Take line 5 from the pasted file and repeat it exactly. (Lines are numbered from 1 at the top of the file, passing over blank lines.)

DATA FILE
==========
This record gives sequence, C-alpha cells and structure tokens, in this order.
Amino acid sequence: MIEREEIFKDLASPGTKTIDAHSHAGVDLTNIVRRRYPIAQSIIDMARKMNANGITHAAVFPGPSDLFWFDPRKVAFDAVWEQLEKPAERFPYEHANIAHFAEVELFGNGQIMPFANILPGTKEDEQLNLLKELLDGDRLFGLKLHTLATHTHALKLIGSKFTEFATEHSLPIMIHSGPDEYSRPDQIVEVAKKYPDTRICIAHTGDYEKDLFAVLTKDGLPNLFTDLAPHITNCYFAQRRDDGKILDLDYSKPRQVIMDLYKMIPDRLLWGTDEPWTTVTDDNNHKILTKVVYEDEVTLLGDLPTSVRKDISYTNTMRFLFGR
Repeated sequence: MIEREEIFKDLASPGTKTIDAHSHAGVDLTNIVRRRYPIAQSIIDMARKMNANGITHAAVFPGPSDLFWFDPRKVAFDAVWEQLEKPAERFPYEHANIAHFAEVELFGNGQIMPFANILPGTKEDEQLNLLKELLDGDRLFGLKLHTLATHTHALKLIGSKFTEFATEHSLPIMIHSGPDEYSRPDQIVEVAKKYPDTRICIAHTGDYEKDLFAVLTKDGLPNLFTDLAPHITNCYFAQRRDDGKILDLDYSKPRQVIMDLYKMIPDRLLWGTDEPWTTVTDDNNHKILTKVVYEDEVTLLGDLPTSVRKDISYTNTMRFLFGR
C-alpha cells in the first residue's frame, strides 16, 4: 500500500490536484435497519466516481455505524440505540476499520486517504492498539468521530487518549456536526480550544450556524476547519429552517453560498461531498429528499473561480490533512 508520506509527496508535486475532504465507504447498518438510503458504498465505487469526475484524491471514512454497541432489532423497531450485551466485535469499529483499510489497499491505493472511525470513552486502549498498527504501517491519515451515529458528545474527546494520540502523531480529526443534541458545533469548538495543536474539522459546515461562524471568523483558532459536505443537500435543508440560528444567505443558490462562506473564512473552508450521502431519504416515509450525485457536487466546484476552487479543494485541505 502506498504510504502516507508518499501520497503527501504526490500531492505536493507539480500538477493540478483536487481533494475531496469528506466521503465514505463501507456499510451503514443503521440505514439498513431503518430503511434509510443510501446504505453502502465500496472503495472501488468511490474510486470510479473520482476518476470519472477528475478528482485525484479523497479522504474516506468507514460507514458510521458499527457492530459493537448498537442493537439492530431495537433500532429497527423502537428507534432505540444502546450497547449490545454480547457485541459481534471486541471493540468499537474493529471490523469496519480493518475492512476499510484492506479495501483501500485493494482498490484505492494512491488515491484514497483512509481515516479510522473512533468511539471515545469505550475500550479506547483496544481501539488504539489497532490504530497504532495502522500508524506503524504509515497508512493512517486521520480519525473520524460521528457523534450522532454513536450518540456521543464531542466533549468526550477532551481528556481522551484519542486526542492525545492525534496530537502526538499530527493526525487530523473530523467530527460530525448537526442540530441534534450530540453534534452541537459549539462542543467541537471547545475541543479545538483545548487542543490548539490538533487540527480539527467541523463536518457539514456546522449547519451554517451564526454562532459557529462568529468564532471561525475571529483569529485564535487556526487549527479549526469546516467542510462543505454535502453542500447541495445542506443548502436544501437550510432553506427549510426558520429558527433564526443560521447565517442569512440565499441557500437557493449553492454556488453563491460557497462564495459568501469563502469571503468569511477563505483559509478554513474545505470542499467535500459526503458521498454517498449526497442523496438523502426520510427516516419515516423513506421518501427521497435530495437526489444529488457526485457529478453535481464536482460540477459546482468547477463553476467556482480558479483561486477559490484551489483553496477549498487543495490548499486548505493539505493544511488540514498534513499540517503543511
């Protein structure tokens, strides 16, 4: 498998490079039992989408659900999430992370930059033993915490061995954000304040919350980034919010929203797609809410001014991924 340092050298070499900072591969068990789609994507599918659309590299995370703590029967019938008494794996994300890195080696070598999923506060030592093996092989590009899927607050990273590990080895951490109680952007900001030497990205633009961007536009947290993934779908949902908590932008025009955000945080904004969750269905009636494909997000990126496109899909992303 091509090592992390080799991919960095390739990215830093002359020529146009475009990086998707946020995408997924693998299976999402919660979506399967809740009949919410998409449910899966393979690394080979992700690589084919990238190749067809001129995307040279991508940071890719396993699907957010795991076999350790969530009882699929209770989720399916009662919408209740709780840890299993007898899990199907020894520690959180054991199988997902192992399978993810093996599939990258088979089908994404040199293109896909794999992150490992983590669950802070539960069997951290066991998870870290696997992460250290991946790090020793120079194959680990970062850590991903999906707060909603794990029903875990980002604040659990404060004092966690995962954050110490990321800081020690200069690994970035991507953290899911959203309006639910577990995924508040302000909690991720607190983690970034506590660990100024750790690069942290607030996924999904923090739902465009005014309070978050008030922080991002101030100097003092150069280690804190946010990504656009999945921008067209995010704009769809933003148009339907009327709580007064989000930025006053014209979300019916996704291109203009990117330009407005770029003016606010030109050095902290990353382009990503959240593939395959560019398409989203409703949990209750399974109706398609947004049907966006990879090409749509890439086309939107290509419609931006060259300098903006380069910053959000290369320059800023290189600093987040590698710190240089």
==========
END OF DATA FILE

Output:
């Protein structure tokens, strides 16, 4: 498998490079039992989408659900999430992370930059033993915490061995954000304040919350980034919010929203797609809410001014991924 340092050298070499900072591969068990789609994507599918659309590299995370703590029967019938008494794996994300890195080696070598999923506060030592093996092989590009899927607050990273590990080895951490109680952007900001030497990205633009961007536009947290993934779908949902908590932008025009955000945080904004969750269905009636494909997000990126496109899909992303 091509090592992390080799991919960095390739990215830093002359020529146009475009990086998707946020995408997924693998299976999402919660979506399967809740009949919410998409449910899966393979690394080979992700690589084919990238190749067809001129995307040279991508940071890719396993699907957010795991076999350790969530009882699929209770989720399916009662919408209740709780840890299993007898899990199907020894520690959180054991199988997902192992399978993810093996599939990258088979089908994404040199293109896909794999992150490992983590669950802070539960069997951290066991998870870290696997992460250290991946790090020793120079194959680990970062850590991903999906707060909603794990029903875990980002604040659990404060004092966690995962954050110490990321800081020690200069690994970035991507953290899911959203309006639910577990995924508040302000909690991720607190983690970034506590660990100024750790690069942290607030996924999904923090739902465009005014309070978050008030922080991002101030100097003092150069280690804190946010990504656009999945921008067209995010704009769809933003148009339907009327709580007064989000930025006053014209979300019916996704291109203009990117330009407005770029003016606010030109050095902290990353382009990503959240593939395959560019398409989203409703949990209750399974109706398609947004049907966006990879090409749509890439086309939107290509419609931006060259300098903006380069910053959000290369320059800023290189600093987040590698710190240089």